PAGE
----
Finkelstein and Jesus

And now for something completely different.

Jesus was wandering around Jerusalem when he decided that he really needed a new robe.

After looking around for a while, he saw a sign for Finkelstein, the Tailor. So, he went in and made the necessary arrangements to have Finkelstein prepare a new robe for him.

A few days later, when the robe was finished, Jesus tried it on — and it was a perfect fit!  He asked how much he owed.

Finkelstein brushed him off: “No, no, for the Son of God there’s no charge! However, may I ask for a small favor. Whenever you give a sermon, perhaps you could just mention that your nice new robe was made by Finkelstein, the Tailor?”

Jesus readily agreed and as promised, extolled the virtues of his Finkelstein robe whenever he spoke to the masses.

A few months later while Jesus was again walking through Jerusalem , he happened to walk past Finkelstein’s shop and noted a huge line of people waiting for Finkelstein’s robes.  He pushed his way through the crowd to speak to him and as soon as Finkelstein spotted him he said: “Jesus, Jesus, look what you’ve done for my business! Would you consider a partnership?”

“Certainly,” replied Jesus. “Jesus & Finkelstein it is.”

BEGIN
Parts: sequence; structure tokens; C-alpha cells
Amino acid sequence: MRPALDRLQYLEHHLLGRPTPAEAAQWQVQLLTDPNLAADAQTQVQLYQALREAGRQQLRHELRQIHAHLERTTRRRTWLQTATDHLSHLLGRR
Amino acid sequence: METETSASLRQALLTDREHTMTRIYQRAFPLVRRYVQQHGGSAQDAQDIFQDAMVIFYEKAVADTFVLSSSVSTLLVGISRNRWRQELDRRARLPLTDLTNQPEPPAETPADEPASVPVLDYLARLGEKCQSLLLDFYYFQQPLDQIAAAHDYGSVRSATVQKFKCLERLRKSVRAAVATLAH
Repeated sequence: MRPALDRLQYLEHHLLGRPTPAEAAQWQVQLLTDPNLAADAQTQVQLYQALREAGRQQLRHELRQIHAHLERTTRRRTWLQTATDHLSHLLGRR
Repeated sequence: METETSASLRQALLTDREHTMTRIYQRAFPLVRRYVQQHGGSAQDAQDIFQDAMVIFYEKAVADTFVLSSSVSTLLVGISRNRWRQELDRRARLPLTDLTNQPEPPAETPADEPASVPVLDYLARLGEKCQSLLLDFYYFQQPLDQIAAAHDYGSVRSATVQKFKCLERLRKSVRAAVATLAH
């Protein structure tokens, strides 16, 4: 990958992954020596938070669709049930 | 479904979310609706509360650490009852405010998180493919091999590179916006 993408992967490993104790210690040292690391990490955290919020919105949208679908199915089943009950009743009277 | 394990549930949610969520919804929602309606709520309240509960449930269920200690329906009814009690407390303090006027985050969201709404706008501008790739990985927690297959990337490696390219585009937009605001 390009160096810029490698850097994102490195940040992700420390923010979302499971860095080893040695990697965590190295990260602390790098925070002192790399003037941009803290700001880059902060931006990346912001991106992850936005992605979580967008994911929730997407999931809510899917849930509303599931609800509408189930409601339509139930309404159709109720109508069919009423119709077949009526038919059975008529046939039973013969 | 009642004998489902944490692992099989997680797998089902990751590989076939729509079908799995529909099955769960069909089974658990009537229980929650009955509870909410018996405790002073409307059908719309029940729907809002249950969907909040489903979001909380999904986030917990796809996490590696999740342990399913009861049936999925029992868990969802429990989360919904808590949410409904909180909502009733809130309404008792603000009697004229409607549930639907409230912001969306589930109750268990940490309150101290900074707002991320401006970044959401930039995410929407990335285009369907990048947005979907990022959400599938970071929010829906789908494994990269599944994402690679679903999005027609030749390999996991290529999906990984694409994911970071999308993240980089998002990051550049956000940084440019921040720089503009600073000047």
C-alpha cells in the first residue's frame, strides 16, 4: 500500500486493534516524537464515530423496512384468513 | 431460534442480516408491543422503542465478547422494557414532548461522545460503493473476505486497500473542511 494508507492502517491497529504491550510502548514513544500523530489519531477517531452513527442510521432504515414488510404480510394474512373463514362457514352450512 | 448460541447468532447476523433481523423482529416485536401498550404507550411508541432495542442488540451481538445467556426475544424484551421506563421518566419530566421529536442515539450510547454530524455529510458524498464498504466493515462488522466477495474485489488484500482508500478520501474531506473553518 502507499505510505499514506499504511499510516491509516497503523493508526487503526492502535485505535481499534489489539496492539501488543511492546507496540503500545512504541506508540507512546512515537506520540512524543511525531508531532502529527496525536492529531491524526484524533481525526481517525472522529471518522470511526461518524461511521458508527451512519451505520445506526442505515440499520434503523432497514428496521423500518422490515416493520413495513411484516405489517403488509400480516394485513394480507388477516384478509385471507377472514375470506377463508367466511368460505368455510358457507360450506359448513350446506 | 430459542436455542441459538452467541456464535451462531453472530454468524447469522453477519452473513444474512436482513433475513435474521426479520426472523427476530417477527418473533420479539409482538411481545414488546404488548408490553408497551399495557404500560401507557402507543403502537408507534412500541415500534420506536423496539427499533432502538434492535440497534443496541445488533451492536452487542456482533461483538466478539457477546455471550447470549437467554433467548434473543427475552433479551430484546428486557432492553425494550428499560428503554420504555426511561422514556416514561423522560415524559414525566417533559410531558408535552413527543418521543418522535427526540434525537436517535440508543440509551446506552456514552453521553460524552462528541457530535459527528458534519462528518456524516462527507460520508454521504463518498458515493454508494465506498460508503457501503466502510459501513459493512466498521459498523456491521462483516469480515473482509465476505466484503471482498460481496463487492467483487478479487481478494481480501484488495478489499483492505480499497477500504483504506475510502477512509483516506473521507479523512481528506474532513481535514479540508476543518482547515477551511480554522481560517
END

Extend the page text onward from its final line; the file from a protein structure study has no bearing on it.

“Oh, no,” said Finkelstein.”Finkelstein & Jesus. After all… I am the craftsman.”

“I understand, Mr. Finkelstein, but I am the son of God,” Jesus replied.

The two of them debated this for some time. Their discussion was long and spirited, but ultimately fruitful. They finally came up with a mutually acceptable compromise. A few days later.. the new sign went up over Finkelstein’s shop:



(Scroll down …)



(Scroll down …)



Photograph of the department store logo of Lord and Taylor


White House Chronicle

I was honored to be a panelist on the television show White House Chronicle, which was broadcast last weekend, and in what I believe to be a somewhat unusual step, is being re-broadcast again this weekend. The show is also published online at the show’s website, White House Chronicle.Steve O'Hearn on the White House Chronicle TV show